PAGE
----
## Further topics in analysis (MATH 11521)## In a nutshell
## Synopsis | Syllabus | Notes | Homework | Assessment | Books | Further links## SynopsisThis course builds on what you have learnt in Analysis I, and introduces you to the important notion of a Cauchy sequence as well as the concepts of uniform continuity and uniform convergence. In order to place these concepts on solid foundations, we will first spend a bit of time studying various notions of cardinality for finite and infinite sets. The last third of the course is dedicated to developing a rigorous theory of Riemann integration. ## SyllabusThe syllabus below is a rough indication only. The topics taught on any given day may change at short (or with no) notice.
For further information please see the ## NotesThe lecture notes for the course can be downloaded in pdf format via the following link.
Please notify the lecturer of any typos, errors or omissions by email or in person. Added 04/02/2014: The end of Section 3 has been slightly updated.
## HomeworkYou are required to attend
The above links will be activated as the course progresses. Solution sets will be posted below two weeks after the material was presented in lectures.
## AssessmentThe course will be assessed by a 1.5h written exam in May/June, consisting of two sections. Section A contains 5 short questions carrying 40% of the marks, and Section B contains 2 longer questions accounting for the remaining 60% of marks. You will be expected to attempt Your exam takes place at Bristol City Football Grounds on Past examination papers are available for download on Blackboard. Note that the format of the exam has changed since last year in that all questions in Section B are now compulsory (but there are fewer of them). A sample exam question with a complete solution is posted at the bottom of the Detailed rules and regulations pertaining to exams may be found here. ## BooksThe following texts may be useful. • C.W. Clark. ## Further linksFields medalist Tim Gowers has 'A brisk tutorial on countability' which you may find useful, as well as an excellent essay entitled 'Why easy analysis problems are easy'. You should also consult his pages for a detailed treatment of some of those set-theoretic issues that are swept under the carpet in this course (and indeed almost any other introductory course in analysis). Of particular interest to those who like to worry about these things in their spare time may be 'What is wrong with thinking of real numbers as infinite decimals?', 'What is naive about naive set theory?' and 'Paradoxes concerning definability'. Finally, more information about the axiom of choice, which we implicitly assume in a number of places throughout the course, together with a discussion of why it is subtle, can be found on Eric Schechter's page or on wikipedia. Vicky Neale has two excellent interactive exercises on her teaching pages. The first one is a multiple choice quiz that tests your understanding of the basic definitions and concepts of analysis. The second is a so-called proof-sorter exercise, which asks you to 'sort' two different proofs of the Bolzano-Weierstrass theorem (one of which I gave in lectures, the other one of which is in your notes, see also this summary). |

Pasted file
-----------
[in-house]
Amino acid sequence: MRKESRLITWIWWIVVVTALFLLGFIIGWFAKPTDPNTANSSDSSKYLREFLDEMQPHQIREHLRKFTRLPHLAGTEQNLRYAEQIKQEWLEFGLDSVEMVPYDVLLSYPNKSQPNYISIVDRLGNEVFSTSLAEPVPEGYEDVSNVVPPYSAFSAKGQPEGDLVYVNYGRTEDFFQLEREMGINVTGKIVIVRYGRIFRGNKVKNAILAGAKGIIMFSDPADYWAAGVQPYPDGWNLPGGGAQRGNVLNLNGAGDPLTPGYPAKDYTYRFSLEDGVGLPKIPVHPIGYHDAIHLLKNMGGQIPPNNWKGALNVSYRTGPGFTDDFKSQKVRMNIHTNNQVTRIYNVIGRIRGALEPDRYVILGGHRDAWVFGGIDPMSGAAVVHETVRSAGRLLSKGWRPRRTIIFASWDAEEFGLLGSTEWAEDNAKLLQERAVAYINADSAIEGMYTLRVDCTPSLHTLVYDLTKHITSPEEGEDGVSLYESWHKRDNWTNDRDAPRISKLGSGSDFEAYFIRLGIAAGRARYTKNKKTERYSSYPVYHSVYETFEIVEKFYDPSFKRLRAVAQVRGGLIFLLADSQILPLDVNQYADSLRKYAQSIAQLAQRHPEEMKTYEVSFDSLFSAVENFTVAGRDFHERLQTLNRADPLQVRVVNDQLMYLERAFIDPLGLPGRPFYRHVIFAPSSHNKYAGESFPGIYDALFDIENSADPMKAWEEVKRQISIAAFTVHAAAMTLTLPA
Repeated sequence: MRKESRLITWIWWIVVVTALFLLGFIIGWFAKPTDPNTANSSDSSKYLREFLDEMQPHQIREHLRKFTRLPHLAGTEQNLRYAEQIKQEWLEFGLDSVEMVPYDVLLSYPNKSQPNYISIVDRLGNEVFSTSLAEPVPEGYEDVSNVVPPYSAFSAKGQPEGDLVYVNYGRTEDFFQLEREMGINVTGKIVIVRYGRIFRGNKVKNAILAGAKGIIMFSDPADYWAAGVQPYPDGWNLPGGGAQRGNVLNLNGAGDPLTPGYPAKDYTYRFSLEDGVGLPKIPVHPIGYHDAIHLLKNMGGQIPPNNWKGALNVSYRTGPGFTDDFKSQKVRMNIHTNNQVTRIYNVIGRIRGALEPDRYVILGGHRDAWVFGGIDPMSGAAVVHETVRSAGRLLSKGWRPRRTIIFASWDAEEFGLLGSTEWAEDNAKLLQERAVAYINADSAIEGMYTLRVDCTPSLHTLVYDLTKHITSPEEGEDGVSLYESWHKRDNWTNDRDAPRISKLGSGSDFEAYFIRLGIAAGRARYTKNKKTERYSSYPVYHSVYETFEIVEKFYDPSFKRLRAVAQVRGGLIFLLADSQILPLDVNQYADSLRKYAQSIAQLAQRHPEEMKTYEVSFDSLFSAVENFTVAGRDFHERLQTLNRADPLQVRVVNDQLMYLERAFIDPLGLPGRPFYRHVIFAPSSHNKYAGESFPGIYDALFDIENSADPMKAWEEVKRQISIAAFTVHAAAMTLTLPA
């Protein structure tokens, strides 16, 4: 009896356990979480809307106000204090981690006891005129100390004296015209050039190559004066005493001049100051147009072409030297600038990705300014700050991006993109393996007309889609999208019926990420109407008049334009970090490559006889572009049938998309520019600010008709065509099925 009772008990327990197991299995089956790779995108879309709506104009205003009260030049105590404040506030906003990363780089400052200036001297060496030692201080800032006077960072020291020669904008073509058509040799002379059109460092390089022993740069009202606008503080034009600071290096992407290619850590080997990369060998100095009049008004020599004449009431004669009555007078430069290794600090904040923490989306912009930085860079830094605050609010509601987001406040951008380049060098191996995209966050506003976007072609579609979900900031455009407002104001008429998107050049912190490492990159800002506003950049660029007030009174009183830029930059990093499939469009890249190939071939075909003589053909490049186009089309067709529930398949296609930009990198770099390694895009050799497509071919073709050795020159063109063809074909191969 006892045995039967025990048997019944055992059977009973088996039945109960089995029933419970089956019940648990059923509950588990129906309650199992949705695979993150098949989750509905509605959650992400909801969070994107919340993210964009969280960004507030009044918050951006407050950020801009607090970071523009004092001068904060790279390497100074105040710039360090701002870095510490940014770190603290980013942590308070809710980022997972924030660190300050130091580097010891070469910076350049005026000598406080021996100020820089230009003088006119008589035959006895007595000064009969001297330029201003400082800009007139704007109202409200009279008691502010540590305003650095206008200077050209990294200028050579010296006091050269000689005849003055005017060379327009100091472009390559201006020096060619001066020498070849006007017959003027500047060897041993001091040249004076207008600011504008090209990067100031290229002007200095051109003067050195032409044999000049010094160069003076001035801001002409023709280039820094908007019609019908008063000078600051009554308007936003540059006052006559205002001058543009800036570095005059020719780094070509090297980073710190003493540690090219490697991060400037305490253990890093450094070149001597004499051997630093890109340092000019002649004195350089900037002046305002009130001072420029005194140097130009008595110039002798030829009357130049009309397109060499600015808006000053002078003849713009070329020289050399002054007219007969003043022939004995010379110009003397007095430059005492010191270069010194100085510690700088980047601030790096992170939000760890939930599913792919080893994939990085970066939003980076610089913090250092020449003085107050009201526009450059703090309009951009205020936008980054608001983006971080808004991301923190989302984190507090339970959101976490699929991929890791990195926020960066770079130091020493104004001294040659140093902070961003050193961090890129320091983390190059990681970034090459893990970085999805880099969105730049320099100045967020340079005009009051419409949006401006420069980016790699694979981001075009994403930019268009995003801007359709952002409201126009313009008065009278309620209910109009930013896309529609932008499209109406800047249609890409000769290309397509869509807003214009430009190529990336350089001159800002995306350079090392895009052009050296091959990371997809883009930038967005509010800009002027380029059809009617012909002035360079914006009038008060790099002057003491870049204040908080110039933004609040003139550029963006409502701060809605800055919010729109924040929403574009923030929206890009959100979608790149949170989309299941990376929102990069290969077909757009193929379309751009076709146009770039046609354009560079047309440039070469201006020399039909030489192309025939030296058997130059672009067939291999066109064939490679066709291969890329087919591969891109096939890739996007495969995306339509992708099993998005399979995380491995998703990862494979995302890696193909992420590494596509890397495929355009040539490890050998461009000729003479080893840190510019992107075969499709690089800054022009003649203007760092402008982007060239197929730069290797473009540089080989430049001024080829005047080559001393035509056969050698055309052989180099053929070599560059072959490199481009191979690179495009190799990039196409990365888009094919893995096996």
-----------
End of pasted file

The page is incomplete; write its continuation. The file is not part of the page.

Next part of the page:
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This page was last updated 8th May 2014. | © 2003-2019 Julia Wolf |